Together with cohesion, it is the main reason upon which you make global design decisions such as “Where do we pack this module or function to?”.
Low coupling is another concept that supports interchangeability. By making very few dependencies, very few code must be changed in case of a change.
in GRASP high (functional) cohesion is an intra-module concept. Meaning it describes the flow inside a certain module not the flow between modules.
The main reason behind high cohesion is the idea of reducing complexity. Instead of building large classes that have many functions that have few in common and are hard to maintain, the goal should be to create classes that fit exactly their defined purpose.
It’s kind of hard to understand these abstract ideas but I also wasn’t able to come up with a simple example, which is why I will write an extra article on the topic of low cohesion combined with high cohesion that is more detailed.
Polymorphism: πολυ (polús)= many/multi| μορφή (morphé) = shape/form | ism: ισμός (ismós) = imitation of; Meaning, Polymorphism could be frankly translated as “something that imitates many forms”. And that might be a concise but useless explanation to someone who has never heard of polymorphism.
Anyone who ever took a programming class is most likely familiar with polymorphism. But, it can be a tricky question to define it sensefully.
The idea again is to reduce complexity by imagining that objects follow simple and similar rules. Consider the following example: You have three objects A, B and C. B has the same methods and attributes but has an additional method X. C has the same methods and attributes as B, but an additional method Y.
The non-programmer approach to this problem would be: “Great, as you said, we have 3 objects, so we have A, B, and C. Problem solved. You little stinky moron.” Yes, non-programmers are evil creatures.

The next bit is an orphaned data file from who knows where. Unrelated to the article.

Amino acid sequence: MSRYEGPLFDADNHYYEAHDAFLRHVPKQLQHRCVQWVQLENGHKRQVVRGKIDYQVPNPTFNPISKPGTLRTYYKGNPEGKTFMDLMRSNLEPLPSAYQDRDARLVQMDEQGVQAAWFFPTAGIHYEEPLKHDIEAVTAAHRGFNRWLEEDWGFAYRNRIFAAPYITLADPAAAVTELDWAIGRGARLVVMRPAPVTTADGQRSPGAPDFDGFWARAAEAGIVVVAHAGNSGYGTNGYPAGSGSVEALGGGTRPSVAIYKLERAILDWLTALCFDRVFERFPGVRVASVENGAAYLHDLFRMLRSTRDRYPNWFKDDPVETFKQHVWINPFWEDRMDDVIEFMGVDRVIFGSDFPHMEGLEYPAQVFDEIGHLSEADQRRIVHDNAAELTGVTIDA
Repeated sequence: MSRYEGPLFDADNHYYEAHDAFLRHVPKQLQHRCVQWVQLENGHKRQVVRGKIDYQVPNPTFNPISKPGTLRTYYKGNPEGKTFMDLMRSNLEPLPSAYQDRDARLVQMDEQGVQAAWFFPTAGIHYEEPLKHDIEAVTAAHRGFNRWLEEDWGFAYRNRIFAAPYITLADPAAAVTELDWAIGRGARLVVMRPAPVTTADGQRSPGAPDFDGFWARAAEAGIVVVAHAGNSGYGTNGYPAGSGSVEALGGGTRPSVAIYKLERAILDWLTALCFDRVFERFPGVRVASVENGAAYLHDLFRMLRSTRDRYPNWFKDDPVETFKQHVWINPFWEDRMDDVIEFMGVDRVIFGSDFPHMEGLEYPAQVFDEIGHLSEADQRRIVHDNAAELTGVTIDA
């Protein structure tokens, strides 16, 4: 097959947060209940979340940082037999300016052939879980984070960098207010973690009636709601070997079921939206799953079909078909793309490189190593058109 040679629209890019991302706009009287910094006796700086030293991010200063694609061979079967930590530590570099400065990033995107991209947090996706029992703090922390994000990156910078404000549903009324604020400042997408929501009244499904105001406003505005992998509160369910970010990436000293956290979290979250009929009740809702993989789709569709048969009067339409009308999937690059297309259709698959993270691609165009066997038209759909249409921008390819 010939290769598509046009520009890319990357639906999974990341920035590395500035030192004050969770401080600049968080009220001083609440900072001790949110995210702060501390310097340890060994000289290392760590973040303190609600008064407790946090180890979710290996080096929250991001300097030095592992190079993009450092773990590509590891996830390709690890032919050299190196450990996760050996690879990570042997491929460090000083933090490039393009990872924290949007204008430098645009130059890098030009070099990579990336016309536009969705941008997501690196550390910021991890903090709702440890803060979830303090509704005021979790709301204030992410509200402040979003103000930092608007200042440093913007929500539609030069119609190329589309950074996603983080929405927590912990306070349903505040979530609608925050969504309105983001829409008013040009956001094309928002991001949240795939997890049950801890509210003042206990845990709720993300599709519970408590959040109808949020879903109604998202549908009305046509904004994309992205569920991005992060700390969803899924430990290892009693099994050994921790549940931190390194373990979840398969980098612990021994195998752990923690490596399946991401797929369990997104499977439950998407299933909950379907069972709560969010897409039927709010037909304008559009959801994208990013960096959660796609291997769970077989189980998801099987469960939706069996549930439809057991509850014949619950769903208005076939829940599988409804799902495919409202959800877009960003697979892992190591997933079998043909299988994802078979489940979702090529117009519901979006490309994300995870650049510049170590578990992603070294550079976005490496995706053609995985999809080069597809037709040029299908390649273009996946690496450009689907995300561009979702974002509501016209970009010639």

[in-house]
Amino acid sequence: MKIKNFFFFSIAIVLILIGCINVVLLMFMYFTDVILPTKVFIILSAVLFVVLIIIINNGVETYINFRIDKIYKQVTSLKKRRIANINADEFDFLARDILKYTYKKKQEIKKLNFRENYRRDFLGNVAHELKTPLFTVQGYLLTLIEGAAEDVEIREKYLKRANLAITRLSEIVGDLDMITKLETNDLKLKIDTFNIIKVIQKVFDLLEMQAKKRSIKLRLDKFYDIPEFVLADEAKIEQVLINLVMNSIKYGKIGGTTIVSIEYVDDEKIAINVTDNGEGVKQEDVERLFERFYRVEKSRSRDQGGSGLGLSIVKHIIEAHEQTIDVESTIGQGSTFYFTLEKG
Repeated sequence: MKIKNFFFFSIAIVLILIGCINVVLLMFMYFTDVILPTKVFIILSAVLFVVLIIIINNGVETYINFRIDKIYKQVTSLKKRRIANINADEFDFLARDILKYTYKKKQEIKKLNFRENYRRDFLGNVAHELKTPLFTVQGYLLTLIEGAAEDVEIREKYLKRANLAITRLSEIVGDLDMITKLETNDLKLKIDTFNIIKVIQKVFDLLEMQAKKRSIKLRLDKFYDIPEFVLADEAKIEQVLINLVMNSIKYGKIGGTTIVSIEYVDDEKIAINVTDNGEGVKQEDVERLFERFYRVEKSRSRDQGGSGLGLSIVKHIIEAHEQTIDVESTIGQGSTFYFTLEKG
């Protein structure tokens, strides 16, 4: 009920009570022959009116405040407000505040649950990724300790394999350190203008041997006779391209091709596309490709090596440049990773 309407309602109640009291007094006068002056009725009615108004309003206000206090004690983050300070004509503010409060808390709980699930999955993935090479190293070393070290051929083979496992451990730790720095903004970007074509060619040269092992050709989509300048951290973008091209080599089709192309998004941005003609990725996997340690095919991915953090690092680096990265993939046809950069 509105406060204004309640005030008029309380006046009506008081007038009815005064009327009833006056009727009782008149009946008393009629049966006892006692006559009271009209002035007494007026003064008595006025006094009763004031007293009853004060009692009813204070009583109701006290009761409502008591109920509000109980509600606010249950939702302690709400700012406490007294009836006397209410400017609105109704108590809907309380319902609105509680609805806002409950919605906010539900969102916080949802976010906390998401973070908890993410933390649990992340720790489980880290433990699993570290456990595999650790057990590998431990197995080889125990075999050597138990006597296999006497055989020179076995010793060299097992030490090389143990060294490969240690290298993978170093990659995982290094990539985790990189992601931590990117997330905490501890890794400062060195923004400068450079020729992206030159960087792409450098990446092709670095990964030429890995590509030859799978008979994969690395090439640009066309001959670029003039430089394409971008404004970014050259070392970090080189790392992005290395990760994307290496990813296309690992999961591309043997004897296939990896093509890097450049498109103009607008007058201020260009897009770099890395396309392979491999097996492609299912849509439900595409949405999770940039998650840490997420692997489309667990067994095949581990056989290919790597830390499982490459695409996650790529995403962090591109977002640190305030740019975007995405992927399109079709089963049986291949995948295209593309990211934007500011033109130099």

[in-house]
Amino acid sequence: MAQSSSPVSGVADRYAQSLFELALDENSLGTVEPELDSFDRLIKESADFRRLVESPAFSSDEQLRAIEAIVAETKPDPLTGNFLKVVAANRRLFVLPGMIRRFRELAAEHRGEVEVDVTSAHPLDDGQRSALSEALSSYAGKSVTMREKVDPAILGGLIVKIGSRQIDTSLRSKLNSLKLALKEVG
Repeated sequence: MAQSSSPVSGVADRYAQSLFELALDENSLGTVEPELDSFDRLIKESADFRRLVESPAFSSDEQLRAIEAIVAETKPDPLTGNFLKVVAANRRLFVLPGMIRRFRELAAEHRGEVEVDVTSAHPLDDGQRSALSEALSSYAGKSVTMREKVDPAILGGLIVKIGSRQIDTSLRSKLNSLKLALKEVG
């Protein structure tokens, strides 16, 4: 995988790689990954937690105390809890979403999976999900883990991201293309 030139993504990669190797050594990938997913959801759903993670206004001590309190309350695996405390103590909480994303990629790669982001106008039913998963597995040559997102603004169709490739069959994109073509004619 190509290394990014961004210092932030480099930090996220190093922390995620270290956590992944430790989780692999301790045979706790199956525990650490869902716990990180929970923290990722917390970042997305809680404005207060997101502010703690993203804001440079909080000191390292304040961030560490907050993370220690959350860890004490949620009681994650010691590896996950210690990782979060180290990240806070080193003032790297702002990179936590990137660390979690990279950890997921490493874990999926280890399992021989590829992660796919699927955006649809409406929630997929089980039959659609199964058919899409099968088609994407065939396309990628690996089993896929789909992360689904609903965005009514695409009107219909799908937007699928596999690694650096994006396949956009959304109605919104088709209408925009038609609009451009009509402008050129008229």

But as a programmer, you instinctively know that we need the concept of inheritance here. A is an object, B is an object that inherits from A, and C is an object that inherits from B. Caution: Inheritance is not polymorphism – inheritance is an application that is allowed due to polymorphism.
To wrap it up: polymorphism is the concept of disassembling objects and ideas into their most atomic elements and abstracting their commonalities to build objects that can act like they were others. Not only to reduce complexity but also to avoid repetitions.
The protected variations pattern is a pattern used to create a stable environment around an unstable problem. You wrap the functionality of a certain element (class, interfaces, whatever) with an interface to then create multiple implementations by using the concept of polymorphism. Thereby you are able to catch specific instabilities with specific handlers.
An example of the protected variations pattern is working with sensory data, such as a DHT22 (Affiliate Link; a common temperature and humidity sensor often used for Raspberry Pi or Arduino). The sensor is doing its job pretty well, but sometimes it will say the temperature just rose by 200 celsius or won’t return any data at all. These are cases you should catch using the protected variations pattern to avoid false behavior of your program.
To reach low coupling and high cohesion, it is sometimes necessary to have pure fabrication code and classes. What is meant by that is that this is code that does not solve a certain real-world problem besides ensuring low coupling and high cohesion. This is often achieved by using factor classes.
Some last words
Often when I look into programming principles, I feel mildly overwhelmed and discouraged. That’s in part because some of these concepts are very hard to grasp if you never heard of them or got no practical use case in mind. But with a growing set of programming principles and best practices, you will see that all these principles refer to the same key statements and follow the same rules.
Unfortunately, in my opinion, there’s also no substitution for learning it the hard way. Memorizing merely the key statements will eventually lead to greater school and university scores, but it will still be useless incoherent information without any practical use. Thereby, my advice is to learn as much as possible about code and its principles but also get as much hands-on experience as possible to abstract the key statements by yourself.
If you liked this post or are of any different opinion regarding any of the written, please let us know via mail or comment. Happy coding!
I am a computer scientist and entrepreneur from Germany. I chose to work in computer science because I love building things and improve people’s lives.